Abstract and Keywords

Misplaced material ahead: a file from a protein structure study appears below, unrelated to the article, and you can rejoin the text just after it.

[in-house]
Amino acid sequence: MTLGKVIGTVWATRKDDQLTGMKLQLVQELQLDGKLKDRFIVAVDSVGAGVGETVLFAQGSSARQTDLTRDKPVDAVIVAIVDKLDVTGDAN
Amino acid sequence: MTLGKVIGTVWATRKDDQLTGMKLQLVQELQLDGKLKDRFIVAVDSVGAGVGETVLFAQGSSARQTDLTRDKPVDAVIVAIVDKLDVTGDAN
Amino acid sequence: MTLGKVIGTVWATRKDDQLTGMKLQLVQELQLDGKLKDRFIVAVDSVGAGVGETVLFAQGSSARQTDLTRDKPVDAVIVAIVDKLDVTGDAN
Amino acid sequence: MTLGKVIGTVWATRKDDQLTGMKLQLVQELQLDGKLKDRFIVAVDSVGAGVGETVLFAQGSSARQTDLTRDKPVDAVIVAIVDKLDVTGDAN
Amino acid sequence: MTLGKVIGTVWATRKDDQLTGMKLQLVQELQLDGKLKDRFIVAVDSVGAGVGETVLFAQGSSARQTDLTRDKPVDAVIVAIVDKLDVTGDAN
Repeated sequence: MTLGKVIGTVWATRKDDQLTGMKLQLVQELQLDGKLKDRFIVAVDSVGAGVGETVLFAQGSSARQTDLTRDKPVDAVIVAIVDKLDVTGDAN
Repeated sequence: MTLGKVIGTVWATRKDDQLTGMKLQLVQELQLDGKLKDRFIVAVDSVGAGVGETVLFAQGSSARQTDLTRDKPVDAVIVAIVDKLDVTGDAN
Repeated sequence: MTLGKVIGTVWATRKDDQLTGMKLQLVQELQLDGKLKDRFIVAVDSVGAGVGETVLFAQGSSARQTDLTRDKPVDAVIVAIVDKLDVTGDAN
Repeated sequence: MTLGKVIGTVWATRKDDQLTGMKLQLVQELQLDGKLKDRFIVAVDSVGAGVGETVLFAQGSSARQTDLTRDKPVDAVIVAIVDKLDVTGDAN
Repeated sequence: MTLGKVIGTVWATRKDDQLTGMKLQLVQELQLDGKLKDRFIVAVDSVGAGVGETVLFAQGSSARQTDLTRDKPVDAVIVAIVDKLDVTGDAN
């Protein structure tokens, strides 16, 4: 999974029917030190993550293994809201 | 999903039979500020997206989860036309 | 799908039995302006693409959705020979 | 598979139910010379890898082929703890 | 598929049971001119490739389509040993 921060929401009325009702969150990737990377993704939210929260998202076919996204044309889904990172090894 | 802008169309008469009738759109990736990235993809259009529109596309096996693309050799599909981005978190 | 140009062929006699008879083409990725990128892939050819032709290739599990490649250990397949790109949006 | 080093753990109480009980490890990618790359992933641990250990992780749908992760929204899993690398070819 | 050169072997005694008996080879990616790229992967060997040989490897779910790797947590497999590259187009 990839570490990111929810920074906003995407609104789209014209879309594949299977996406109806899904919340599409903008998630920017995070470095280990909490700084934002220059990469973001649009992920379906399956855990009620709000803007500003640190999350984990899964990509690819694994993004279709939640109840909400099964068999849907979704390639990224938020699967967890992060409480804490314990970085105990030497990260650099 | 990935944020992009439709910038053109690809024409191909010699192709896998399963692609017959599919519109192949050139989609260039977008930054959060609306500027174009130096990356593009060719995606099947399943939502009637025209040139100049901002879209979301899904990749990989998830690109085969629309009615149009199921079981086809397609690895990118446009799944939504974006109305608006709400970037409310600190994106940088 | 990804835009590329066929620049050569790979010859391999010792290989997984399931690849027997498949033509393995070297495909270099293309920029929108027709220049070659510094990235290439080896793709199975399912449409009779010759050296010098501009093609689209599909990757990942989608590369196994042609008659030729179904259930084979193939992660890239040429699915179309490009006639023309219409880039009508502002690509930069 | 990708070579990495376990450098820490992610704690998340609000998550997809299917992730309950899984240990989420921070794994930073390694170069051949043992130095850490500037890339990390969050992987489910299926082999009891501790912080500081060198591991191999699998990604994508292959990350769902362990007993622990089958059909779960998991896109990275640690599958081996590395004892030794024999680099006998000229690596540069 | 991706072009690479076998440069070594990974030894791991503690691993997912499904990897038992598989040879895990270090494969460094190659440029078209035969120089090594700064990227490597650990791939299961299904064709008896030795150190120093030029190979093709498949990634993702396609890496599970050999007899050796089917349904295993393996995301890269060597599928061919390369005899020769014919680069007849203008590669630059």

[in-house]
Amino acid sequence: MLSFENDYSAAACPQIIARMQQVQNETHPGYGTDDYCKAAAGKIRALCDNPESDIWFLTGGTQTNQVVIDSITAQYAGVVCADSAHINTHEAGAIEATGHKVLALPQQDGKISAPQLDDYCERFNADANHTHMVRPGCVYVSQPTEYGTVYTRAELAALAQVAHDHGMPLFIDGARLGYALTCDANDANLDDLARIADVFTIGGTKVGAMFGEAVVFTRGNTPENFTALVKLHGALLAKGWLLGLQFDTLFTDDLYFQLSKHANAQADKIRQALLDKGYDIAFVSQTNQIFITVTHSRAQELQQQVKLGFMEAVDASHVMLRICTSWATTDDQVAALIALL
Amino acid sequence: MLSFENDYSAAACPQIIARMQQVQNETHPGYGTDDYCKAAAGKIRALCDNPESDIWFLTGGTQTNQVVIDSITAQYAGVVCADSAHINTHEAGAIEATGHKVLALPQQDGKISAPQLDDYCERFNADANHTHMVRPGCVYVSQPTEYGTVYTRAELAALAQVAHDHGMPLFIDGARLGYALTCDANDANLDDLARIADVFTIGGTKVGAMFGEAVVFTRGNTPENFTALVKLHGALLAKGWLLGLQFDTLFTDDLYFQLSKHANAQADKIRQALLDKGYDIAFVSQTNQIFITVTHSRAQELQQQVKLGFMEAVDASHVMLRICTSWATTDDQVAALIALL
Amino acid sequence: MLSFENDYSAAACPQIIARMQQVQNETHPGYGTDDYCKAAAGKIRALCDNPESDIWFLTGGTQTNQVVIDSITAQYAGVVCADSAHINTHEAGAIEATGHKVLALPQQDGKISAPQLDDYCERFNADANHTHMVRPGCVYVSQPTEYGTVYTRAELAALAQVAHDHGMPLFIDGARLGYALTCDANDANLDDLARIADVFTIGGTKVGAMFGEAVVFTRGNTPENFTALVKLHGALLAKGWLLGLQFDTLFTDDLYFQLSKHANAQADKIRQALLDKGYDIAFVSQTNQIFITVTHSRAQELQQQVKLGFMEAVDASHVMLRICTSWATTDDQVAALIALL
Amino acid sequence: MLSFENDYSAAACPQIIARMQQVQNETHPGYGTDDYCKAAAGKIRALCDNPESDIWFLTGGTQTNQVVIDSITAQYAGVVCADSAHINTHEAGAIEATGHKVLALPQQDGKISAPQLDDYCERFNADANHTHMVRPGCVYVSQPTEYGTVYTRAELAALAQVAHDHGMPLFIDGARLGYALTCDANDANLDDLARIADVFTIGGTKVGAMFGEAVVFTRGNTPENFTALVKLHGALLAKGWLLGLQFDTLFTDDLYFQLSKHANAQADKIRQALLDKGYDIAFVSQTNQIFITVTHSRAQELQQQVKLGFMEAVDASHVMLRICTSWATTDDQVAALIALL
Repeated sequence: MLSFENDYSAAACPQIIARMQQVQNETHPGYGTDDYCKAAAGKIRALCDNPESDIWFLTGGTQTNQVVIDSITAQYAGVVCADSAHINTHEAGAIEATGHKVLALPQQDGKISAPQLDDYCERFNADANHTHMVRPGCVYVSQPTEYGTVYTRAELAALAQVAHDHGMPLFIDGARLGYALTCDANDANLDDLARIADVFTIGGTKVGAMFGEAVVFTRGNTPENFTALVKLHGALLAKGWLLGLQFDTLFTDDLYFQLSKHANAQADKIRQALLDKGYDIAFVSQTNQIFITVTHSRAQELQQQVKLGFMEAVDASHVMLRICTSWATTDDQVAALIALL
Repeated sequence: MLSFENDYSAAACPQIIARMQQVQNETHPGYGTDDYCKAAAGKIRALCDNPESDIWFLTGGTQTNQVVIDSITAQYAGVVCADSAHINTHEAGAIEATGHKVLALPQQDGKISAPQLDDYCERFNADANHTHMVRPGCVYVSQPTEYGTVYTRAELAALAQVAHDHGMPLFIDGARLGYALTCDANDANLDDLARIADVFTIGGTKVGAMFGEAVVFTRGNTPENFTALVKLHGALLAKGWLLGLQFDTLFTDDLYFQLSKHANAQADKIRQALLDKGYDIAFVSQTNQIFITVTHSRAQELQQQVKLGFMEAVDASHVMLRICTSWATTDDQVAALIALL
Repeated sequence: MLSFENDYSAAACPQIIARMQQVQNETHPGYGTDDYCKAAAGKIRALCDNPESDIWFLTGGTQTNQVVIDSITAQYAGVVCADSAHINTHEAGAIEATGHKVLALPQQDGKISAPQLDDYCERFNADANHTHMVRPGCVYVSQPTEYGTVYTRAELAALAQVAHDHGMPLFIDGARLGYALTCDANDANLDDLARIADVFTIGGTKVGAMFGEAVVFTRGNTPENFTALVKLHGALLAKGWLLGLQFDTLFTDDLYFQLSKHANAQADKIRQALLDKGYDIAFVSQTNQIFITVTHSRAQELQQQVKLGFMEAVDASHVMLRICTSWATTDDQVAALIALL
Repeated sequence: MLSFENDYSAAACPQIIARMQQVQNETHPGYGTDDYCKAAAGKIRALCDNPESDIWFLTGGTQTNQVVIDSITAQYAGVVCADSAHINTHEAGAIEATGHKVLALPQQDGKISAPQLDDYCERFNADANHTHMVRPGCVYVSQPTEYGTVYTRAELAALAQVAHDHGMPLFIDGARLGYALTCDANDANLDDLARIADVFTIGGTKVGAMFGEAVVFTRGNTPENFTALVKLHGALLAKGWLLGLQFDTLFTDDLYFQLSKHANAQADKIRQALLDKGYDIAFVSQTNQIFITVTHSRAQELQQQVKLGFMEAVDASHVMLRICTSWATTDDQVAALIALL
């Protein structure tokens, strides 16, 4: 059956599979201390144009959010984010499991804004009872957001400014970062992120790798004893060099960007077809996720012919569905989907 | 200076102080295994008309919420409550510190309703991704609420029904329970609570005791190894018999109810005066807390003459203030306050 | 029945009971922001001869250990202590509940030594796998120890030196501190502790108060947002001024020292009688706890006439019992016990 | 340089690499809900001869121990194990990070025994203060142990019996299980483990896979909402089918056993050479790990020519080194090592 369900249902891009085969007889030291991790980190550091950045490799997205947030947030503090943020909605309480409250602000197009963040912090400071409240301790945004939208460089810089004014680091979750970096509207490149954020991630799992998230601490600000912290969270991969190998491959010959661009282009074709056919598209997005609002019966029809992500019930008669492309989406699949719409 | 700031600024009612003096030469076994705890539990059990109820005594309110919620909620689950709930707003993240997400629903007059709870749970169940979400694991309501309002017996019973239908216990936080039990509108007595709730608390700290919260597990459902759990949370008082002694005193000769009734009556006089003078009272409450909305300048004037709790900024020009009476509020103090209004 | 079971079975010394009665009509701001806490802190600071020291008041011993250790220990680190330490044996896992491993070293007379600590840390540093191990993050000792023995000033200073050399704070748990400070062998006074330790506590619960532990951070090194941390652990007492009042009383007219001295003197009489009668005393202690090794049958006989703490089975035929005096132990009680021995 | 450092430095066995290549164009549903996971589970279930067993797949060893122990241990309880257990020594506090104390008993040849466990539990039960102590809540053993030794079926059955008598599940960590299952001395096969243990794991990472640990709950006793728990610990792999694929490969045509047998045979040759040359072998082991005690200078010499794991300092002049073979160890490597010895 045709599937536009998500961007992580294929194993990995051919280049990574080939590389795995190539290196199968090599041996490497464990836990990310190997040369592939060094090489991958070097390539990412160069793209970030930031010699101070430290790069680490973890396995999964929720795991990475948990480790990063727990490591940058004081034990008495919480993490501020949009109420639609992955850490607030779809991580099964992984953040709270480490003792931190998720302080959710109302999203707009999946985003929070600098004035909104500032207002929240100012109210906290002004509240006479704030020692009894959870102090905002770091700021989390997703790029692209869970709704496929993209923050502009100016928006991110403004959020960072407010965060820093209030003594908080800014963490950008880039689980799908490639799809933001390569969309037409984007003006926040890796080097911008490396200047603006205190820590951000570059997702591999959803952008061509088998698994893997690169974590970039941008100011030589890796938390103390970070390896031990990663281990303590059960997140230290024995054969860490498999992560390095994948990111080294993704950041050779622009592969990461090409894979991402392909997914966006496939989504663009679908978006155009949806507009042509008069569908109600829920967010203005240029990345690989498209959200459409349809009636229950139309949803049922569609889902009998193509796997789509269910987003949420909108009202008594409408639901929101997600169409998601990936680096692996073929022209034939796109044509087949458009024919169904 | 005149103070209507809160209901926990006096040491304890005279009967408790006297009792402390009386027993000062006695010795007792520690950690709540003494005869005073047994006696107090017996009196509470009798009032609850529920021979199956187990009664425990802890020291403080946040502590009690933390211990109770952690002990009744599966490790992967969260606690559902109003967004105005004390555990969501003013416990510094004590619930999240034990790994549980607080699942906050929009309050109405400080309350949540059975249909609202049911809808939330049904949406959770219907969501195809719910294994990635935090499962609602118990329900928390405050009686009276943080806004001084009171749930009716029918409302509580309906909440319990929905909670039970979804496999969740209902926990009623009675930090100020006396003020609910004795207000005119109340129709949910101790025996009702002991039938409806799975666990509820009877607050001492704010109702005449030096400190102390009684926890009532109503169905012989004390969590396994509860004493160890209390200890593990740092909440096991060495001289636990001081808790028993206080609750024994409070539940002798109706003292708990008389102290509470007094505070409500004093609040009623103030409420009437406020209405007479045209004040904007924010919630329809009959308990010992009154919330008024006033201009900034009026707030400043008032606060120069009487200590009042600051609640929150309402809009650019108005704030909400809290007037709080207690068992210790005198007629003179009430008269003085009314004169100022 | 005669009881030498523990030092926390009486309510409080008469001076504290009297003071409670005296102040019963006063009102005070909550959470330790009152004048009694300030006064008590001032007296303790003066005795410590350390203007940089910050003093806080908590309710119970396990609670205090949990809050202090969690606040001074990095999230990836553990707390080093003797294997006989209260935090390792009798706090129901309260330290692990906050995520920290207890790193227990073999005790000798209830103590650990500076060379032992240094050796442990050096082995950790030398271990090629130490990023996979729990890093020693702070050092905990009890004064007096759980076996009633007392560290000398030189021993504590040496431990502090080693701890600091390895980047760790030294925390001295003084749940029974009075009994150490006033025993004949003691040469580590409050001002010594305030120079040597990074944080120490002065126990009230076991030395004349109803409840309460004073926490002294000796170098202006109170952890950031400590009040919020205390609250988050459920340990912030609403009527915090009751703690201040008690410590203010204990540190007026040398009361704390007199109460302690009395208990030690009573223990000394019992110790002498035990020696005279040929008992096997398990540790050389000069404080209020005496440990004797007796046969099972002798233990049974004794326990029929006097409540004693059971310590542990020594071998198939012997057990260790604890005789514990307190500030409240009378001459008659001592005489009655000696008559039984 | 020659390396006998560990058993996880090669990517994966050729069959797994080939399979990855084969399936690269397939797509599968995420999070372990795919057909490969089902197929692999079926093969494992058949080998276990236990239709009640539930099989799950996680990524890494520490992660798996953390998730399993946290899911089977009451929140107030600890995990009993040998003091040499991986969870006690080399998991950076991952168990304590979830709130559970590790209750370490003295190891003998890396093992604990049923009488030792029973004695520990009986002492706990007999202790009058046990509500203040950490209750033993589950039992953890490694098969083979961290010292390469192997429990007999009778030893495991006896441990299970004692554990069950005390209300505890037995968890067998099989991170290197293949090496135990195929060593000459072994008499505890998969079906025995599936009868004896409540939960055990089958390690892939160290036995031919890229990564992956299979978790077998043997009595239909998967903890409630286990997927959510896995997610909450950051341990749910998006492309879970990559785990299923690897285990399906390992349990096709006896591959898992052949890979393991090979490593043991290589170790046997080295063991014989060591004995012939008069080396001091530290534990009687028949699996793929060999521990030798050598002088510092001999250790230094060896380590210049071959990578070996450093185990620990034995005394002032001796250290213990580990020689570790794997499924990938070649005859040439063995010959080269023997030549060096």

For most adults, marriage is a key social relationship that provides economic, social, psychological, and health benefits. At the same time, low marital quality and high conflict have detrimental effects on health. This chapter reviews evidence for immune mechanisms that may explain how marital functioning influences health. Poor marital functioning is related to enhanced innate immunity and diminished adaptive immunity, in a similar direction as the effects of chronic stress. Biobehavioral mechanisms that explain how marital functioning influences immunity include health behaviors; psychological mechanisms including depression, social rejection, and social support; and neuroendocrine mechanisms. Female gender and older age may magnify the effects of marital functioning on immunity, although more research is needed. Key directions for future research on marriage and immunity include further explicating biopsychosocial mechanisms, expanding the sociodemographic range of couples in marriage and immunity research, studying couples outside the laboratory, and incorporating couples intervention research.
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